The use of medicinal cannabis is to be reviewed, which could lead to more prescriptions of drugs made from the plant, the home secretary has said.
The decision was prompted by recent high-profile cases of children with severe epilepsy being denied access to cannabis oil to control seizures.
But Sajid Javid stressed the drug would remain banned for recreational use.
Charlotte Caldwell, whose son Billy has severe epilepsy, has been campaigning for change and welcomed the decision.
Speaking to the House of Commons, Mr Javid said the position “we find ourselves in currently is not satisfactory”.
He said the cases of Alfie Dingley and Billy Caldwell had made him conclude it was time to review the use of cannabis for medicinal purposes.
He also announced that six-year-old Alfie, who has a very rare form of epilepsy that causes up to 150 seizures per month, was being issued with a licence to receive cannabis-based drugs.
His family had originally applied to the government in April, saying his condition improved after using it in the Netherlands
Meanwhile, Billy, 12, was granted a 20-day licence for the drug last week after doctors made clear it was a medical emergency.
He was admitted to hospital after his seizures “intensified” following his supply being confiscated at Heathrow airport.
His mother Charlotte, speaking after Mr Javid’s statement, said: “Common sense and the power of mothers and fathers of sick children has bust the political process wide open and is on the verge of changing thousands of lives by bringing our medicinal cannabis laws in line with many other countries.”
But she added that while it was a “clearly largely positive” announcement, “we still want to hear the details”.
Shadow home secretary Diane Abbott welcomed Mr Javid’s statement, telling MPs that it was “long overdue”.
The review would be held in two parts, Mr Javid told MPs. The first will make recommendations on which cannabis-based medicines might offer real medical and therapeutic benefits to patients.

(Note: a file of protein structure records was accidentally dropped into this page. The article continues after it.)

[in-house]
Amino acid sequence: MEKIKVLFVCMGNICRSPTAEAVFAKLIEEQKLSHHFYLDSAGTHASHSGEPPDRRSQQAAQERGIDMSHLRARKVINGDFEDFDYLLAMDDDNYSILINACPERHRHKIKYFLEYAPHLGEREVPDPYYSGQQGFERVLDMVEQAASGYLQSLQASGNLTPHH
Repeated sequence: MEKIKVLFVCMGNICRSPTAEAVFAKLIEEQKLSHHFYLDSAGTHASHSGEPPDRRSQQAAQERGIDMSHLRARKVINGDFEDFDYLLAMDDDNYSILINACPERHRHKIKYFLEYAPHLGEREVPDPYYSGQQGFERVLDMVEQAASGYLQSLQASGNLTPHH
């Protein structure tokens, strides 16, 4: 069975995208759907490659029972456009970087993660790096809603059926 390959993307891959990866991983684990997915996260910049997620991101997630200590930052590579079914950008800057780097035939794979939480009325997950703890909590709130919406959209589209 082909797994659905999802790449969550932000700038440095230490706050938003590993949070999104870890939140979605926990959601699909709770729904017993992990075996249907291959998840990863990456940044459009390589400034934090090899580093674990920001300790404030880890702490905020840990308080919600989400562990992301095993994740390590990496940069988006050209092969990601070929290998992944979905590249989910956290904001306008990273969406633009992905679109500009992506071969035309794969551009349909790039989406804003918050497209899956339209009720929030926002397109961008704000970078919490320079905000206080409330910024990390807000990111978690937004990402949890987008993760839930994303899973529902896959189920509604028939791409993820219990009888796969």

In the second part, the Advisory Council on the Misuse of Drugs will consider whether changes should be made to the classification of these products after assessing “the balance of harms and public health needs”.
He said: “If the review identifies significant medical benefits, then we do intend to reschedule.”
But he added: “This step is in no way a first step to the legalisation of cannabis for recreational use.”
Does cannabis have medicinal benefits?
By Michelle Roberts, health editor
Cannabis contains different active ingredients and experts say some of them might be therapeutic for certain patients.
THC or tetrahydrocannabinol is the part that makes people feel “high”, but CBD or cannabidiol is another component found in cannabis that scientists are interested in understanding more about as medical treatments.
CBD-based treatments have shown some promising results for reducing seizures in children with severe epilepsies.
Medical trials have largely focused on pharmacological preparations, but some parents of children with epilepsy have been buying oils containing CBD and THC.
There is currently little scientific evidence on the safety and effectiveness of these oils as a treatment for epilepsy, although they do contain the same active ingredients.
It is vital that you talk to your doctor or health professional before making any changes to your epilepsy medication.